If you cant be bothered doing it yourself you can always have a look at your local bicycle shop or you can have a look at the options available here How much does a bike service cost in Sydney? 3 options to choose from (bradsbikes.com.au)
Which bike is best in the rainy season?
Any bike is fine for riding in the rain; it is just a matter of personal preference. The only thing you may want to consider is using gravel or commuter bikes instead of a slick racer.
Riding in wet conditions, you have to make sure your tires have good grip and are suitable traction for your ride in the rain and check your check to make sure your brake pads are sufficient.
What do cyclists wear when it rains?
Be gear ready for your ride in the rain —stock up on a light rain jacket, waterproof socks, and a cycling cap. Of course, you can try and wear all your water-resistant gear to try and stay dry, but in reality, you will still get wet.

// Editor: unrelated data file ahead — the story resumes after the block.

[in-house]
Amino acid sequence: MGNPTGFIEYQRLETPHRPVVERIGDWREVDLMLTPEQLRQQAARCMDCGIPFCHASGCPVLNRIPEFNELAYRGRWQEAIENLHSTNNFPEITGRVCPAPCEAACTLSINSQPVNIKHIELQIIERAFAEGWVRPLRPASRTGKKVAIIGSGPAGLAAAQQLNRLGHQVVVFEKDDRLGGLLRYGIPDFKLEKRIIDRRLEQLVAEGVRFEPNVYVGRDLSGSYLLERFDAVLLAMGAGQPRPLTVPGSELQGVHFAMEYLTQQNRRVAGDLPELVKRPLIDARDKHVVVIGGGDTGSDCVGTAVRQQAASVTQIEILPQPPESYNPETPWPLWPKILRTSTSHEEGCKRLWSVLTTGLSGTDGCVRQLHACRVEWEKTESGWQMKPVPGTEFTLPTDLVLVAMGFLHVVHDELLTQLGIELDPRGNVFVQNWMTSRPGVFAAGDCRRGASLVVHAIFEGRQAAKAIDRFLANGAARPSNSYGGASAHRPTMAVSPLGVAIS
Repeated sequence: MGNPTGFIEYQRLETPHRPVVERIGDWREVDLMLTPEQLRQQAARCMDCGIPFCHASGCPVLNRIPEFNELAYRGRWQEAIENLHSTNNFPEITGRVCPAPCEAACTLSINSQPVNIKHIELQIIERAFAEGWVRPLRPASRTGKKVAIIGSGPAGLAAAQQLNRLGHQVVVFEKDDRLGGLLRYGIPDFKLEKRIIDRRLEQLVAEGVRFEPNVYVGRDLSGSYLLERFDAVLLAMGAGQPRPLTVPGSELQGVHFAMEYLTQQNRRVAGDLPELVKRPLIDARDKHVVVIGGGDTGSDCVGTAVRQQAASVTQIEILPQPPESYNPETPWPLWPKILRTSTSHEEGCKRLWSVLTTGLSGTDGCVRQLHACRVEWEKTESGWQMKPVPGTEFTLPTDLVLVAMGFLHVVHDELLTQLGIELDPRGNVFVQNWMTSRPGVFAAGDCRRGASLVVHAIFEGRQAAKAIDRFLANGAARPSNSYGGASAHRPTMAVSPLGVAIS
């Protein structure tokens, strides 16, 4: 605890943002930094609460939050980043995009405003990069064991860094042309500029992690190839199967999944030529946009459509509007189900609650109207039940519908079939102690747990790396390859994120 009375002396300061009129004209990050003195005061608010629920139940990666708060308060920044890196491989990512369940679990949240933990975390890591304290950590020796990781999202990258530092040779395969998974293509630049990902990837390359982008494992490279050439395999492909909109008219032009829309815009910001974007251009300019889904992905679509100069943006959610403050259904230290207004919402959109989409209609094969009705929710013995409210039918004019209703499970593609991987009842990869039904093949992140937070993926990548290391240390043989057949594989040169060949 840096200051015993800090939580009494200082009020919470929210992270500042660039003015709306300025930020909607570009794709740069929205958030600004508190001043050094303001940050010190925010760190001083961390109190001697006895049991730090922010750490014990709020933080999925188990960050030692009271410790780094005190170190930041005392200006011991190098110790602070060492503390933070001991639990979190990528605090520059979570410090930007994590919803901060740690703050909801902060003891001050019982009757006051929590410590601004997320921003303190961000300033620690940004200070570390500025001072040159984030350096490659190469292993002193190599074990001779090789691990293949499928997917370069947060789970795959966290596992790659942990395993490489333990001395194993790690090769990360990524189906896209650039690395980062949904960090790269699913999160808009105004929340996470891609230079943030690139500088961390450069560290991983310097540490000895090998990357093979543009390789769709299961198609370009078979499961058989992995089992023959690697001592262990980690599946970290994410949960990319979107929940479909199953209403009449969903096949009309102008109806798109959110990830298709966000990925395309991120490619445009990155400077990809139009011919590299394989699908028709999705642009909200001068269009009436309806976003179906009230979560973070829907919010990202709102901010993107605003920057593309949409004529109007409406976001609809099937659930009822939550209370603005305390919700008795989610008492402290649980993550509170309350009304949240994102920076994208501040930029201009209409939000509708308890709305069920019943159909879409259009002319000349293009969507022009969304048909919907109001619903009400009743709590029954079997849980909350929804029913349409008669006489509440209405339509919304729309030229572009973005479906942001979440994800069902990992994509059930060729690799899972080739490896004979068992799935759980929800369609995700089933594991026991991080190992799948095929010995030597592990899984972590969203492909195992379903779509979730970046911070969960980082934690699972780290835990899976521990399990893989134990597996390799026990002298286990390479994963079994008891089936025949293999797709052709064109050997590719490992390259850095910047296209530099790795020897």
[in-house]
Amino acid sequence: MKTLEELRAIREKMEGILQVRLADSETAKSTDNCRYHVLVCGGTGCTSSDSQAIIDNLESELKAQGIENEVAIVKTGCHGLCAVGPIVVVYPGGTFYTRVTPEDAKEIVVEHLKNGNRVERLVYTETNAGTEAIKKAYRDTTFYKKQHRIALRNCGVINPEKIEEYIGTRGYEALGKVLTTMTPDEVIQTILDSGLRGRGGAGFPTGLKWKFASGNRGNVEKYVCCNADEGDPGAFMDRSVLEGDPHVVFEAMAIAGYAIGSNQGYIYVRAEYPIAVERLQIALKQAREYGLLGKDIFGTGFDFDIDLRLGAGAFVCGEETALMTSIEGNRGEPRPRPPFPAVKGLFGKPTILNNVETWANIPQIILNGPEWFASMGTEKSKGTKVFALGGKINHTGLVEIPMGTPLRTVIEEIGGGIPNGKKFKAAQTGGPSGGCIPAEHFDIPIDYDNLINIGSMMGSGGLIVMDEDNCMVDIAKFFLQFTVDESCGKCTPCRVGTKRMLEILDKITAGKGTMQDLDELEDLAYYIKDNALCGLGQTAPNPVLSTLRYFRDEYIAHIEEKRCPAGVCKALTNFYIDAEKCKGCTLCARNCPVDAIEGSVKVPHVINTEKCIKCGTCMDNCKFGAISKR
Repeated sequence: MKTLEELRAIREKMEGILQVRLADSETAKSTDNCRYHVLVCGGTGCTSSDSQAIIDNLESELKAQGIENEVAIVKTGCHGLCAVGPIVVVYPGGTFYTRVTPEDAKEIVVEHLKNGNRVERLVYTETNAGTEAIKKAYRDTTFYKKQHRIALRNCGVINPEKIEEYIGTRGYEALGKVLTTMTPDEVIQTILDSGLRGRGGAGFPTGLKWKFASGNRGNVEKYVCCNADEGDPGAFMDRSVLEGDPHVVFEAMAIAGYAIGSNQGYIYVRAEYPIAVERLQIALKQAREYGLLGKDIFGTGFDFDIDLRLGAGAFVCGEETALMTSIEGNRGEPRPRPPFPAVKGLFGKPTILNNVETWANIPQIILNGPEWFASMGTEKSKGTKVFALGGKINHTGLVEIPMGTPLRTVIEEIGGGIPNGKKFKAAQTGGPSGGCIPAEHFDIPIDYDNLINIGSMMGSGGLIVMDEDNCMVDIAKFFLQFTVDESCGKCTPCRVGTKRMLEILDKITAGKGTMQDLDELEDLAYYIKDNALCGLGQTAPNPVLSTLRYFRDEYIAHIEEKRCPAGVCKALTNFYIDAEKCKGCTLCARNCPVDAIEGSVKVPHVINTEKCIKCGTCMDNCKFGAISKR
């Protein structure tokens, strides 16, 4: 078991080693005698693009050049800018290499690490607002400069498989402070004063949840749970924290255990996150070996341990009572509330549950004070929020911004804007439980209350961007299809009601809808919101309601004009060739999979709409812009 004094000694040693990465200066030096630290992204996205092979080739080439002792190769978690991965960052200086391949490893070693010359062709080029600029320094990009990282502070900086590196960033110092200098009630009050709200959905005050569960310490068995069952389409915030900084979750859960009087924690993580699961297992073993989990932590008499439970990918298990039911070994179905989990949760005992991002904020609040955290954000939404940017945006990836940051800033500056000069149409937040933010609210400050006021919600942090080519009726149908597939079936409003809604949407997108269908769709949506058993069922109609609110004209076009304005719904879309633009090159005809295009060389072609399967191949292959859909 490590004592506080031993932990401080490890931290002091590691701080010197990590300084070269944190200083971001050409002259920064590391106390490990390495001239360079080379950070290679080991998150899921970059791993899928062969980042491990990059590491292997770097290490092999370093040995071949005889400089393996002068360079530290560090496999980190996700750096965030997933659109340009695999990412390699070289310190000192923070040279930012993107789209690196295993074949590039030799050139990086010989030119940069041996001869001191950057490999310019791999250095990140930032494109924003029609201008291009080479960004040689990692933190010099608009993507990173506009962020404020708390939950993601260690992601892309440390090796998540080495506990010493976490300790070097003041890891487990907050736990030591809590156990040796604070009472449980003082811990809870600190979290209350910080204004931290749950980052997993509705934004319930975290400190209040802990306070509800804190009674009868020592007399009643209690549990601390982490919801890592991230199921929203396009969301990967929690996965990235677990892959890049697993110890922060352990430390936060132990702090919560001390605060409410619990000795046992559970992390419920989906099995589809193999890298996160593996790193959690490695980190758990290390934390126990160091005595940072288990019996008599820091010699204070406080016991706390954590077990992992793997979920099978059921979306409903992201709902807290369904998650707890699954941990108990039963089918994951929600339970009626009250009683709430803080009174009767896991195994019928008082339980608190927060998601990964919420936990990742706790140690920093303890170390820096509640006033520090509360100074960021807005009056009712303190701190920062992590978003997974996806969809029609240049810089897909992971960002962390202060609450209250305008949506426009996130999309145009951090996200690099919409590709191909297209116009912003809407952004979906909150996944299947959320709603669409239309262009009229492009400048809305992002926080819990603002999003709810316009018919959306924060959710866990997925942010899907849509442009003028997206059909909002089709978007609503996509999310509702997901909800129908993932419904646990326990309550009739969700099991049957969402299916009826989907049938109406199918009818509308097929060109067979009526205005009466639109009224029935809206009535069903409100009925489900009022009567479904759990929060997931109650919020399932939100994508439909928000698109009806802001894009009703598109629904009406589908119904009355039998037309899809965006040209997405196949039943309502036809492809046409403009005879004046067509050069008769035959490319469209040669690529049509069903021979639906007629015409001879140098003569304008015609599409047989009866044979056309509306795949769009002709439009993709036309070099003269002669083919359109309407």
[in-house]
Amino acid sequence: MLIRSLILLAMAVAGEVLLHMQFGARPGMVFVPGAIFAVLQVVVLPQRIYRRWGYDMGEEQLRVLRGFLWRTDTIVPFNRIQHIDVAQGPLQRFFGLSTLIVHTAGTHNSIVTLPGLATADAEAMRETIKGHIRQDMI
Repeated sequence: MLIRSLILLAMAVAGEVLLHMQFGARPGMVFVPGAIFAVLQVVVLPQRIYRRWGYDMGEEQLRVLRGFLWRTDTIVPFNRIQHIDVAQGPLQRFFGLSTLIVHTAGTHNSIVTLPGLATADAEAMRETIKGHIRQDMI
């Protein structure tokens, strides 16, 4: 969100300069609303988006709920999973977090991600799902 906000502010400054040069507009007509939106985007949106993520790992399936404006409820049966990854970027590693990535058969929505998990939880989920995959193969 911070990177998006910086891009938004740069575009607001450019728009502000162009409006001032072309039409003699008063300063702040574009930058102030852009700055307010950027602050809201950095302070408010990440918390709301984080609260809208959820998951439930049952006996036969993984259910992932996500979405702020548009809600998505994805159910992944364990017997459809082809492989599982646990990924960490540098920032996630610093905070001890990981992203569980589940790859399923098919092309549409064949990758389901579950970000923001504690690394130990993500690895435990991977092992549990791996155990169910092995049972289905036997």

This article will give my top 12 tips for riding in the rain, including what gear to wear. Before we get to this, I want to provide you with some motivation and reasons why you should.
Reasons why you should ride in the rain
Yeah, you could stay home in the dry, warm and comfort of home, but comfort never makes for a better rider.
Riding in the rain will make you a more aware and better all-around cyclist! The more you ride in wet, slippery conditions, the more confidence you’ll have no matter what the conditions.
Over time you’ll build better bike-handling skills, develop more confidence and return home with an increased sense of accomplishment & achievement.
Better bike handling
Biking in the rain is more challenging than riding in dry conditions. It is slippery when wet, which will build your bike handling skills. There are some other things to keep in mind to help you stay safe.